• Hi Ann, I’m so sorry you’ve been in the midst of a heat wave. One thing I’ve given up in the past few years is walking when it’s very hot. I used to walk five miles per day whatever the weather (I would carry a bottle of frozen solid water and by the time I was about halfway through the walk, it was icy cold liquid that got me through). But now I just wait until late evening and if it’s really bad, I don’t walk at all. The birds are busy getting everything ready for you for when the cooler weather comes. They will put on quite a concert. We have finally gotten some cooler weather here; hope yours has arrived or is on the way. Thanks for being here!

  3. Jack

    A keen eye for the physical, far less so for the abundance of what lies in the spiritual! My wife thinks it odd that I can call out a mallard from a gadwall at 400 yards, but miss her frequent and tender gestures of affection after 28 years. Thanks for reminding me that practice indeed makes perfect

    • Good point Jack. We tend to differ in what we are able to see, so we need each other to balance out the picture. I won’t name any names, but I know a woman who said not long ago that she wished her husband was as aware of her setbacks and “maintenance” needs as he was of the car’s. But this woman would probably be driving around with a nearly-empty tank, flat tire and low oil if it wasn’t for her hubby’s diligent car care. Hopefully over time we all learn from one another.

  4. Cherie

    Thank you Julia for once again brightening my day! I love Robins too. My mom was a real bird person and her last name was Byrd before she married. She raised everything you can think of. Birds and mammals. She had 2 pet arctic foxes. I love those memories. I pray all is well in your neck of the natural world. Love. Cherie

    • Hi Cherie, I wonder whether your mother’s last name had anything to do with her interest in birds? I remember as a kid thinking it was interesting that the First Lady was called Lady Bird and the First Daughter was actually named Lynda Bird Johnson. Wow, arctic foxes? That WOULD have been interesting and I can see why you have fond memories of having grown up with so many animal friends. We are all OK and hope you are too! ❤

  5. Julia, thanks for sharing your feathered friend with us.
    A white dove returns each spring to nest under the car port entrance to my daughter’s home. ❤

    • Merry, I’m happy to know you have a regular guest! That would be an even bigger honor than the one Thoreau described. Obviously that dove enjoys your hospitality. Hope you are doing OK and staying cool.

  6. Mary Elizabeth Tait

    How wonderful to have a nest of robins join your family for a few weeks. I agree, you have been honored by nature.
    My grandparents were always the first to point out something amazing and beautiful in our world. When I would jump out of the car at their house, the first thing we would do was visit the backyard. I would be shown new plants, new growth on older plants, some pretty stones, a cloud formation, and be told of those events on the phone after I left home.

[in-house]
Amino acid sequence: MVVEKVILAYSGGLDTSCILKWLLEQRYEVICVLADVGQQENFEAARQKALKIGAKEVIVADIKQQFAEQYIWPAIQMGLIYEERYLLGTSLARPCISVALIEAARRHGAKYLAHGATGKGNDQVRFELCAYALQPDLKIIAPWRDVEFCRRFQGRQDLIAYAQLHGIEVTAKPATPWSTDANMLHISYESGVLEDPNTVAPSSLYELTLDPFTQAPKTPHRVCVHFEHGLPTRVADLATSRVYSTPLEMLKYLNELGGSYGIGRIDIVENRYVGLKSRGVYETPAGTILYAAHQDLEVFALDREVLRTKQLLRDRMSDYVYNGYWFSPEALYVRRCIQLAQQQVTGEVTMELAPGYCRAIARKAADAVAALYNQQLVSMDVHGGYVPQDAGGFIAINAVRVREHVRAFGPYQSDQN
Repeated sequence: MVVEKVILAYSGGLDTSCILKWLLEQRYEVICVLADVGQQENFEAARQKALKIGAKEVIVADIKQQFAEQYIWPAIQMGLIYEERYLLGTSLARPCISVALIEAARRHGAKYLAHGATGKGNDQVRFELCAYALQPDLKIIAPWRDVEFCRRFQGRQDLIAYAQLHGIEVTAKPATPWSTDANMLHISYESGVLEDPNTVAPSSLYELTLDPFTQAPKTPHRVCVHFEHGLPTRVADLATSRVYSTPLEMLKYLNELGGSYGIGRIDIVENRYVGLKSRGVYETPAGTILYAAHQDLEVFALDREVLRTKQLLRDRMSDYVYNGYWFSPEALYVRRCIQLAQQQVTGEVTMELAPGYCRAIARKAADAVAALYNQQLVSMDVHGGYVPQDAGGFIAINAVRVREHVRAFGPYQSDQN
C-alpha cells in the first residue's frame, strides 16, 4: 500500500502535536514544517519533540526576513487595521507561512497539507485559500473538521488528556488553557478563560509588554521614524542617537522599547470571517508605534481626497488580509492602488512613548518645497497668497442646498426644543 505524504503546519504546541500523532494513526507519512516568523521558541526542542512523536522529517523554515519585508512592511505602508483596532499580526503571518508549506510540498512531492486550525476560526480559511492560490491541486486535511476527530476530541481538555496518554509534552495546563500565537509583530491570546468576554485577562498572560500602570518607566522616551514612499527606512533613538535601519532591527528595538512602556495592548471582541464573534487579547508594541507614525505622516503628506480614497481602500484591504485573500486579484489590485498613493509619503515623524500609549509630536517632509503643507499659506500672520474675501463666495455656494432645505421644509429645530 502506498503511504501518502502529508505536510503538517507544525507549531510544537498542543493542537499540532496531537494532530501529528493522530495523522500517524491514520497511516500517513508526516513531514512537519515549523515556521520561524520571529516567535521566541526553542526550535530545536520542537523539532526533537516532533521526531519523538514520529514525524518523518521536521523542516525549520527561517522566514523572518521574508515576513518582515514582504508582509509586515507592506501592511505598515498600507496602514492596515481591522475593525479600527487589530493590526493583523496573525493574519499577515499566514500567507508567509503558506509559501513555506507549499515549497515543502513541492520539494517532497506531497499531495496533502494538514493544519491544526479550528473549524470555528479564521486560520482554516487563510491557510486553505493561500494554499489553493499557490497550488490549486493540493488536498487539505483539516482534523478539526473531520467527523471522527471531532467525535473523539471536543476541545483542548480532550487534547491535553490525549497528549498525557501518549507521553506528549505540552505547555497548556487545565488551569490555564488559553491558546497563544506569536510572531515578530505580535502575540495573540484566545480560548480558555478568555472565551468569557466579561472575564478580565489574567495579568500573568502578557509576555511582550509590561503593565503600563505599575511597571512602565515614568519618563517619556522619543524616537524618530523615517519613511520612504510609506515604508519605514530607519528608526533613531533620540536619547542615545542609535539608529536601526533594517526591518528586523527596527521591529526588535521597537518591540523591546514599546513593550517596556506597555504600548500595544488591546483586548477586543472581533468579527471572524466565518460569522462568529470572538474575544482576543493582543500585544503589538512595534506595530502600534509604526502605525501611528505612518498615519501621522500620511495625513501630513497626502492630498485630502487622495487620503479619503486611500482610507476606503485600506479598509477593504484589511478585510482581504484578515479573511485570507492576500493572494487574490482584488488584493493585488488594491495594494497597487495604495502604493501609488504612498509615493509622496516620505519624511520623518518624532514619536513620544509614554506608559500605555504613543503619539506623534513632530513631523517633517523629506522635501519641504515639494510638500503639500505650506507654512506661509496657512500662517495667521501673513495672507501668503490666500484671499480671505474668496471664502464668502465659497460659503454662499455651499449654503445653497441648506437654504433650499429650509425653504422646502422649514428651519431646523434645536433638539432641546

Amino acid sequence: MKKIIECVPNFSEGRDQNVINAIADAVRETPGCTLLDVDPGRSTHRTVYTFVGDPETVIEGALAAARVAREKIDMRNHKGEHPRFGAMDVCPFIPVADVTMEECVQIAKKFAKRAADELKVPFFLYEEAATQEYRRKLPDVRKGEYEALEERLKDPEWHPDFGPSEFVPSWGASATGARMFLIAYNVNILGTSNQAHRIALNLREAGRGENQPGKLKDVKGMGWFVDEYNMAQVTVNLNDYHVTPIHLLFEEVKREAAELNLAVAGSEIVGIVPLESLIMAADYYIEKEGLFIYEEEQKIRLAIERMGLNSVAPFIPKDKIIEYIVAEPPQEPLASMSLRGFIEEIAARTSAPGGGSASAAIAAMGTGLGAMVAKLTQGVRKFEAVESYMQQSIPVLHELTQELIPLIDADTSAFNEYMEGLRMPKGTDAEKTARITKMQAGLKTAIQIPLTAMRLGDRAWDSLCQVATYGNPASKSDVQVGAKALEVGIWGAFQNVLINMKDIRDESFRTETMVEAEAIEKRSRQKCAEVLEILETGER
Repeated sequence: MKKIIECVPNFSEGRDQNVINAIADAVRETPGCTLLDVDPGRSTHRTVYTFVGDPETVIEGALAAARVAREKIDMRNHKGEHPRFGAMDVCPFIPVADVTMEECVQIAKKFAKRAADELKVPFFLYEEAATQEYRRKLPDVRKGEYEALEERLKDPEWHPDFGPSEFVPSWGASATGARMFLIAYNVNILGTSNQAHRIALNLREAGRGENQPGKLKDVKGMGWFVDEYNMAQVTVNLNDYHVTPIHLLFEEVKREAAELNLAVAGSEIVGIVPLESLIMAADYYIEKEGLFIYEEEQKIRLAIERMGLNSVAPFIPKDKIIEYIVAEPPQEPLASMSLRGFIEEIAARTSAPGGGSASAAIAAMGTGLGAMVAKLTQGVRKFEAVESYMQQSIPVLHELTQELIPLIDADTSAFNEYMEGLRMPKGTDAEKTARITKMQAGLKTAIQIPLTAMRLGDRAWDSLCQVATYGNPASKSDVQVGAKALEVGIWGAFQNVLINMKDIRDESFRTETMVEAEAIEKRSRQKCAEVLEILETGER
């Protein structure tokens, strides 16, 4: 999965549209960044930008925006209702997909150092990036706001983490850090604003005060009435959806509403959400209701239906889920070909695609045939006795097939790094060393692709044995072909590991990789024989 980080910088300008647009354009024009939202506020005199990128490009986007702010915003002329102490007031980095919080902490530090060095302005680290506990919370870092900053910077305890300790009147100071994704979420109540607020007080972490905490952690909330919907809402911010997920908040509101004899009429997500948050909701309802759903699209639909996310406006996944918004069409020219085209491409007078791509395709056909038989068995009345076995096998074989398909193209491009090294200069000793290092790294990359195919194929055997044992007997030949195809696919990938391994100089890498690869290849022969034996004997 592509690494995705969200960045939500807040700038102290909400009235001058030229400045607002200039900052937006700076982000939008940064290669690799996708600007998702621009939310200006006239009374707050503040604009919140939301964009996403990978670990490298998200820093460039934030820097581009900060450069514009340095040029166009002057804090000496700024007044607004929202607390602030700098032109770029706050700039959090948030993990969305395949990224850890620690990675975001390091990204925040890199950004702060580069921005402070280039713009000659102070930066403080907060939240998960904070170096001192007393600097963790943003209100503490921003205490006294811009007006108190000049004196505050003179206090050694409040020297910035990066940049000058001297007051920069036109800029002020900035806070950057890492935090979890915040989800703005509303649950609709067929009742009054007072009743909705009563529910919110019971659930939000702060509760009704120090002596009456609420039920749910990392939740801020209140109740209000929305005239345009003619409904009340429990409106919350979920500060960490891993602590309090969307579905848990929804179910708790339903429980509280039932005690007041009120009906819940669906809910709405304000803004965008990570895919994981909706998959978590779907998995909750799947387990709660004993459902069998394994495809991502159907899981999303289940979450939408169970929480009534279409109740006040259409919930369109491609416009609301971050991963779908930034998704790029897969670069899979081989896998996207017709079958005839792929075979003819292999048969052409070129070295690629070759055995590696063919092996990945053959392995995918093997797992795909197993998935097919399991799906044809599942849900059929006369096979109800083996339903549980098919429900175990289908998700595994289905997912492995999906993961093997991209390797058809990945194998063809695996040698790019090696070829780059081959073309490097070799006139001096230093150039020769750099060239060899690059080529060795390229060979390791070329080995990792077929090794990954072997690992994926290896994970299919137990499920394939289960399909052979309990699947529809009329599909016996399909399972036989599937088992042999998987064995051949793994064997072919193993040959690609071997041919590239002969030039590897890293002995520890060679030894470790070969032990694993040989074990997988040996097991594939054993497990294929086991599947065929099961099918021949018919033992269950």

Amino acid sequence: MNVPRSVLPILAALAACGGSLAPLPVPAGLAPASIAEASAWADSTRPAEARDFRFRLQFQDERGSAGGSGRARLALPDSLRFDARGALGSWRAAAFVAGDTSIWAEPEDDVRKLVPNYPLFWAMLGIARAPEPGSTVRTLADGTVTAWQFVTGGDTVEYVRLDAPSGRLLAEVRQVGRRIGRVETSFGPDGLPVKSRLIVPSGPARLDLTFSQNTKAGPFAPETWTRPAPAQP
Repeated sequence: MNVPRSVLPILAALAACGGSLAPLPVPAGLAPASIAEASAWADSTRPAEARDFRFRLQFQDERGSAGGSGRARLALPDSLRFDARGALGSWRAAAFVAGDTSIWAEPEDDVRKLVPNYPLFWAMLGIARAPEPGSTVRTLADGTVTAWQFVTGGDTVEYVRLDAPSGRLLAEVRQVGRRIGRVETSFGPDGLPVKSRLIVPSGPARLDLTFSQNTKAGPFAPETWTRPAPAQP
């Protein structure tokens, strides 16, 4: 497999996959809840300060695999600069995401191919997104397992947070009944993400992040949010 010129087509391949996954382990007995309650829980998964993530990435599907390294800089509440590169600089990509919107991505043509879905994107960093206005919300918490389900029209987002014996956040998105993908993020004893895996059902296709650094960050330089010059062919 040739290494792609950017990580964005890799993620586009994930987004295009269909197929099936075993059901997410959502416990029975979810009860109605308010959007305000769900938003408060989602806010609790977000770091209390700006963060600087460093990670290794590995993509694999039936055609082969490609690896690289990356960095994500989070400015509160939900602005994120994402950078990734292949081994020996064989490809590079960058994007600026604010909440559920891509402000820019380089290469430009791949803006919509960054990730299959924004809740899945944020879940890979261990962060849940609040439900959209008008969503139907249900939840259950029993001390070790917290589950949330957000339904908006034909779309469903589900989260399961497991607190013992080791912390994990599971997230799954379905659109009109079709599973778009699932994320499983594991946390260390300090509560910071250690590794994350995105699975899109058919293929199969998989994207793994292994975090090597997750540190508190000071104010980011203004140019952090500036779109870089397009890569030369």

My own family smiles indulgent as I detail the things I have seen in my little world; a baby jack rabbit, lizards, the wooden blossoms off the orange wood tree, and the birds and their songs.
    Our world is so rich and we can be blessed by nature everyday; especially if we take a moment to look.
    Thank you for sharing your robins.

    • Mary Elizabeth, thanks for telling us of your memories of your grandparents. You were blessed indeed by their attention to the details of the world. When we are children these things are wondrous to us, and some of us never quite outgrow that fascination. A late friend of mine and I used to share a love of lizards, which was something we didn’t find among many other women we knew. To this day I think of her when I see a lizard (real or a drawing) as I’m sure you must often think of your grandparents when you are enjoying the world. Their example has served you well! Thanks for being here and sharing your thoughts with us!

    • Mary Elizabeth, how delightful to find you here, too. You make me smile in a hundred different ways. xox

  7. bobmielke

    I do indeed have a keen eye for the natural world. I spot slugs on branches, hummingbirds flittering over a blossom and trace their path back to the tree where they live. when they feel secure, they will return. Being in commune with natural gives me more natural joy than anthing mankind can match.

    • Bob, your eye for nature has provided many of us with some wonderful glimpses through your camera lens. So you are spreading that joy to others. Thanks for sharing some of your work with us through your blog.

      • bobmielke

        As always, it’s my pleasure. My photography have brought me many friends and enjoyment. It has provided opportunities to give back to others such as being the official photographer for a children’s nonprofit fishing weekend, teaching photography and generally helping other enjoy their own work in the form of photographs.